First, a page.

Cody Mills

Cody Mills

Professor Heather Trahan


Essay 3 – Synthesis

November 14, 2009

An Honest Mistake?

More than anything, if we think back to the earliest encounter we had with paper-writing, the teachers we had always drilled one thing into our head: Don’t plagiarize. At first, we were told we needed to have our sources in a bibliography page at the end of the paper, so the teachers could see where we found our information. However, as we grew older and began writing more, we were given rules to govern how we decided to use our sources. At this point, we couldn’t just try to change the words anymore, because if it was too similar, it would be paraphrasing, and it would require citation. The whole reason that we had these rules forced on us was simple; as far as the academic world was concerned, if you used a source the author needed crediting, and if citation was absent we were essentially stealing. But, is using another source without citing it really as bad as it’s been made out to be? Over reading three essays that delve into this topic: Rebecca Howard’s “A Plagiarism Pentimento”, Keith Miller’s “Redefining Plagiarism: Martin Luther King’s Use of an Oral Tradition”, and Maureen Hourigan’s “Of Plagiarism, Paper Mills, and the Harried, Hurried Student”, different arguments on the positive and negative aspects of plagiarism have been shown. Howard and Miller delve deeper into some of the positive aspects of plagiarism, and how it can be in some ways a good thing, while Hourigan presents the arguments against plagiarism, and this confliction between authors writing on the same subject has forced me to reconsider my views on plagiarism and if it is really as bad as I’ve been led to believe.

In Rebecca Howard’s “A Plagiarism Pentimento”, Howard discusses how students may not be consciously plagiarizing, and that their supposed crime is merely their way of understanding what has been presented to them. Howard discusses that what she believes is going on is that students are “patchwriting” (Howard 116), basically taking what they had read, and changing it while rewriting it. They choose what is important, taking out phrases and maybe whole sentences that might seem irrelevant, and changing words to suit their needs. In summarizing, the students change the essay in a way that makes it easier for them to understand. In doing this, however, they may not be obviously aware that what they have done is what many professional writers consider plagiarism. Howard states that this really shouldn’t even be thought of as plagiarism; the students are merely writing this way as a way to help themselves understand the topic they are covering, an attempt at grasping information that is foreign to them or written in a way that may be initially difficult to understand. This could possibly be the way that these students learned to write about a given subject.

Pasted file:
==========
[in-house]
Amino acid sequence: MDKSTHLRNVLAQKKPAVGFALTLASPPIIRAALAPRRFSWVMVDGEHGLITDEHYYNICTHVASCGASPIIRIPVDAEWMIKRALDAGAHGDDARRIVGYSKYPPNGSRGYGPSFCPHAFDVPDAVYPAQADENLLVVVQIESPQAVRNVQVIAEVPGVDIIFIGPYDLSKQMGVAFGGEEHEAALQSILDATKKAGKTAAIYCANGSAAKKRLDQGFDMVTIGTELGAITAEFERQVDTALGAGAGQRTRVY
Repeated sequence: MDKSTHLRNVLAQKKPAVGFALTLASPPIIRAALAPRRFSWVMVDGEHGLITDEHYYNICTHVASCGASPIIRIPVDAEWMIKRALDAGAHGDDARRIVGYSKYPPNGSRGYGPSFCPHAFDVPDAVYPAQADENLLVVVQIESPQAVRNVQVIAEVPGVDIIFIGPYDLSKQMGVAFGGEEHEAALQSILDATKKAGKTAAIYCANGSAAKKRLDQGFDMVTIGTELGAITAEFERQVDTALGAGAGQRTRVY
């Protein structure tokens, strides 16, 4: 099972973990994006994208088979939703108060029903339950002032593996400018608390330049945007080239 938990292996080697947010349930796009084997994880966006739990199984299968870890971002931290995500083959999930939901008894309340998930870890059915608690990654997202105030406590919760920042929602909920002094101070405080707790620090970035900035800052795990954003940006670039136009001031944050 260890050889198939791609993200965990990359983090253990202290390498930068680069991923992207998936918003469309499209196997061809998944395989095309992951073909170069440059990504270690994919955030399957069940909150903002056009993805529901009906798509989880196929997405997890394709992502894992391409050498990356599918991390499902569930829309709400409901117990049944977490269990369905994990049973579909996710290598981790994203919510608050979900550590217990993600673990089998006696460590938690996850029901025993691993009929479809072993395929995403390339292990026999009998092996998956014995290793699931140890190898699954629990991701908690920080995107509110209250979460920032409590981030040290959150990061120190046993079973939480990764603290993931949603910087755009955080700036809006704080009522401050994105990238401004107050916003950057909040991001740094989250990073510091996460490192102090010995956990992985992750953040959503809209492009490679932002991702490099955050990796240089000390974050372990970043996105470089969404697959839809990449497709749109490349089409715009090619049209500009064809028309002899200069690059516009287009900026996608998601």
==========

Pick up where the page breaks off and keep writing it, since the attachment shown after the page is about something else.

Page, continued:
One of the main points that Howard brings up in her essay is that students aren’t consciously plagiarizing the works that they are writing about. Instead, they “’borrowed’ whole sentences, deleting what they consider irrelevant words and phrases;” (pg 117). It seems interesting that the author decided that what the students were doing was actually not plagiarizing when most would almost certainly argue that it is. Though they aren’t aware of what they are doing, the students are technically doing exactly what teachers try to prevent; they are using the words of an author in a way that is inappropriate, considering the fact that most of them didn’t cite where the retrieved the information from. This is a classic example of paraphrasing, changing some of the writing to make the text sound different, and without a citation being added to that, or something else that would indicate that the message was borrowed, it is still considered plagiarism when you go by the definition. While Howard would argue that the students have done nothing wrong, without the necessary citation they are still essentially stealing the ideas of whoever originally wrote the paper, and therefore plagiarizing.

Miller, in writing “Redefining Plagiarism: Martin Luther King’s Use of an Oral Tradition”, Miller was able to illustrate that plagiarism, whether intentional or not, isn’t restricted to students, but also extends to well-known people, such as Martin Luther King Jr. Miller talks about how much of what King used was borrowed from other sources. He attributes this to the oral tradition that King came from, which seldom cites its sources, which is present in several different groups. While the rules of plagiarism are clearly defined, or what could be clearly defined to someone who’s been introduced to conventional English at a younger age, people like King, who had only ever known of the oral traditions of borrowing work, could beg for exception. Some people would take this stance on the subject; however, it is of my opinion that anyone who is at least aware of plagiarism should be required to conform to the same standards that we hold anyone else accountable for while writing.